Blockchain’s potential to disrupt the financial landscape is evident. Even at this early point in the technology’s development, established institutions — including banks and governments — have been quick to note this potential for disruption, and equally quick to attempt to limit its impact.
However, despite the obvious utility, and many current and fascinating applications of blockchain — from improving supply chain traceability to collecting adorable digital cats — the true potential of this incredible technology is often overlooked: the ability to upend existing power structures by undermining centralization. Ultimately, blockchain and cryptocurrencies look increasingly likely to bring about a shift in the balance and locus of power, moving it away from centralized entities like those aforementioned banks and governments and toward the people, fundamentally changing who wields power and what is done with it.
The current centralized financial system functions in a way that does not directly benefit ordinary people. That is, those who actually use it to transact with their financial assets and data on a daily basis.
On the contrary, having to rely on third parties to manage their finances means relinquishing the power to independently conduct transactions and transfers. Stripping individuals of the authority to manage their finances and entrusting a single entity with this power has a number of negative consequences. These include the increased likelihood for hacks, potential delays in making transfers from one account to another, diminished oversight over personal funds, and spiralling interest rates on the storage of assets.
These are far from isolated cases. The current financial system has failed the world’s population time and time again. Yet, little has been done to remove power from these centralized entities. Indeed, the trend has been moving in the opposite direction, further disempowering the vast majority of individuals.
With the advent of cryptocurrencies, a viable option to challenge this control and associated power has finally emerged, offering a level of self-sovereignty and security not found in the current financial system. A new financial system built with blockchain would not be controlled by a central entity, but instead would place power back in the hands of the people.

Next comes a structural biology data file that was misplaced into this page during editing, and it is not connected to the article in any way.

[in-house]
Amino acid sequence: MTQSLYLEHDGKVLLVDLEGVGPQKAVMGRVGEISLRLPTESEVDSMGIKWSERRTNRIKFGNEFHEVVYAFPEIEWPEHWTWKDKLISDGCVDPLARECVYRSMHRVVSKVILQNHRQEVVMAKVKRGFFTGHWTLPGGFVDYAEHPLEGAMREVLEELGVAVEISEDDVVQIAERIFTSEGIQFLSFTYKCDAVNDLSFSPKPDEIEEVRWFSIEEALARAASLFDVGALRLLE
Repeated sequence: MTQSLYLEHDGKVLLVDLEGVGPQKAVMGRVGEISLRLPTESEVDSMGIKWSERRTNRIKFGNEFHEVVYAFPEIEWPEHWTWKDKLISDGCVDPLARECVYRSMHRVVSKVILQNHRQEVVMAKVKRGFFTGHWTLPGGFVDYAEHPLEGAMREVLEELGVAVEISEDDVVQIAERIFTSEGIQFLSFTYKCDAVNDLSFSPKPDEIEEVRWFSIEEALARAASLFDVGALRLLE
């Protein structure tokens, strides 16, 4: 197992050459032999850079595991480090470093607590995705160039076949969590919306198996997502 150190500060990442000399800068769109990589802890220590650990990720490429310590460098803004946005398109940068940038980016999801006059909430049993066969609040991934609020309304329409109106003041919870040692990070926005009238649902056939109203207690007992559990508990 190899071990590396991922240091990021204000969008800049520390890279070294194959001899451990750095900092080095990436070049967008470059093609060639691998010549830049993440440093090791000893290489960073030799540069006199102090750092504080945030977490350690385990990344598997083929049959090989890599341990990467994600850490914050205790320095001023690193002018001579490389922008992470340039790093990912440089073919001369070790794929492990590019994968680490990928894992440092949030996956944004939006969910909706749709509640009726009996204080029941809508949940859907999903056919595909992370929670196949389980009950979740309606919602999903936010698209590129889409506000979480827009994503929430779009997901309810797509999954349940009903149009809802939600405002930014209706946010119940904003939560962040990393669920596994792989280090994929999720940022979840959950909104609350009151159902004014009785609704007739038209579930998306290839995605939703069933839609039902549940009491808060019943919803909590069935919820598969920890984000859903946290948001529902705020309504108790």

At a time when traditional financial systems are often embroiled in crises, cryptocurrencies offer a new way to understand and store value — allowing people to reestablish control over their assets. Throughout the period of hyperinflation in Venezuela, for example, rates of cryptocurrency usage have been on the rise. This demonstrates quite clearly that people in dire straits are looking to these emerging technologies as a means to regain control, allowing them to survive in a country where the fiat currency is no longer valuable.
The distributed, decentralized nature of blockchain produces the first level of security. Decentralization not only provides people with greater control of their financial assets, but also improves the security of those assets. Cryptocurrencies are based on a distributed ledger technology known as blockchain. They are therefore more secure than fiat currency in a number of significant ways.
The second level of security lies in the cryptography that’s employed to create an entry into the ledger, from which “cryptocurrencies” derive their name. These inherent technological security features mean that the issues that have plagued centralized financial systems do not and cannot impact blockchain-based alternatives in the same manner.
As such, a move from centralized to decentralized finance can have numerous ramifications for the general population, greatly altering the way people interact with their finances — especially in how much they trust in its security. When considering the different features of these two financial systems — the traditional and its decentralized alternative — it becomes clear that moving toward a decentralized system would engender a transfer of power to the people.
On a concrete, individual level, this shift in power can take simple forms, from enabling increased control of and access to financial assets to permitting access to funds from anywhere in the world and facilitating the global transfer of funds with minimal cost.